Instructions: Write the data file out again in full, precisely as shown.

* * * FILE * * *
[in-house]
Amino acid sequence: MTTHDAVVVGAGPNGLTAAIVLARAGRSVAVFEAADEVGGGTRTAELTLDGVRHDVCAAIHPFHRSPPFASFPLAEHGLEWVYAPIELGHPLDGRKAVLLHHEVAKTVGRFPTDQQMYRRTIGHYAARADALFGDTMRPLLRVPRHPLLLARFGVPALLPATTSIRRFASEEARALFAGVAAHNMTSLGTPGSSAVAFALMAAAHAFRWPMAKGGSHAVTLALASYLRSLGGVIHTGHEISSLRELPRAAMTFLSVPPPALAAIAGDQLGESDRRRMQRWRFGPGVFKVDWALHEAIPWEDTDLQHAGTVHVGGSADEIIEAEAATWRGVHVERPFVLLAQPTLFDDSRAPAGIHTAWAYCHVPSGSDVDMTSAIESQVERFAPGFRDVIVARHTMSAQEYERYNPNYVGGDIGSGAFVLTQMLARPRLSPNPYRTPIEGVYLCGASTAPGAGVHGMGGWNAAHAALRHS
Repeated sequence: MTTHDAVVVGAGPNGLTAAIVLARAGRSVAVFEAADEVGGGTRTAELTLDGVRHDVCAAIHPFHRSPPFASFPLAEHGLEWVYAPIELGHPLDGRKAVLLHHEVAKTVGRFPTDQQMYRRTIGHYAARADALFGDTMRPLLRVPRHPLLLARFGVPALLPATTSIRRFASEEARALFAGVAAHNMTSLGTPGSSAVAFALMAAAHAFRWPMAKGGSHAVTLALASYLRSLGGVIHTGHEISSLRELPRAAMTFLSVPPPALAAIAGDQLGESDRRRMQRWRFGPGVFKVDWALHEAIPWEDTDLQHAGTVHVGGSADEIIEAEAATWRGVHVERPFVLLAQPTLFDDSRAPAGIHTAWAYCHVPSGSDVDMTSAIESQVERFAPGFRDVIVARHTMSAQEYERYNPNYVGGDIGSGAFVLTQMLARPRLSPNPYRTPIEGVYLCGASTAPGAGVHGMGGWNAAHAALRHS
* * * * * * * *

[in-house]
Amino acid sequence: MTTHDAVVVGAGPNGLTAAIVLARAGRSVAVFEAADEVGGGTRTAELTLDGVRHDVCAAIHPFHRSPPFASFPLAEHGLEWVYAPIELGHPLDGRKAVLLHHEVAKTVGRFPTDQQMYRRTIGHYAARADALFGDTMRPLLRVPRHPLLLARFGVPALLPATTSIRRFASEEARALFAGVAAHNMTSLGTPGSSAVAFALMAAAHAFRWPMAKGGSHAVTLALASYLRSLGGVIHTGHEISSLRELPRAAMTFLSVPPPALAAIAGDQLGESDRRRMQRWRFGPGVFKVDWALHEAIPWEDTDLQHAGTVHVGGSADEIIEAEAATWRGVHVERPFVLLAQPTLFDDSRAPAGIHTAWAYCHVPSGSDVDMTSAIESQVERFAPGFRDVIVARHTMSAQEYERYNPNYVGGDIGSGAFVLTQMLARPRLSPNPYRTPIEGVYLCGASTAPGAGVHGMGGWNAAHAALRHS
Repeated sequence: MTTHDAVVVGAGPNGLTAAIVLARAGRSVAVFEAADEVGGGTRTAELTLDGVRHDVCAAIHPFHRSPPFASFPLAEHGLEWVYAPIELGHPLDGRKAVLLHHEVAKTVGRFPTDQQMYRRTIGHYAARADALFGDTMRPLLRVPRHPLLLARFGVPALLPATTSIRRFASEEARALFAGVAAHNMTSLGTPGSSAVAFALMAAAHAFRWPMAKGGSHAVTLALASYLRSLGGVIHTGHEISSLRELPRAAMTFLSVPPPALAAIAGDQLGESDRRRMQRWRFGPGVFKVDWALHEAIPWEDTDLQHAGTVHVGGSADEIIEAEAATWRGVHVERPFVLLAQPTLFDDSRAPAGIHTAWAYCHVPSGSDVDMTSAIESQVERFAPGFRDVIVARHTMSAQEYERYNPNYVGGDIGSGAFVLTQMLARPRLSPNPYRTPIEGVYLCGASTAPGAGVHGMGGWNAAHAALRHS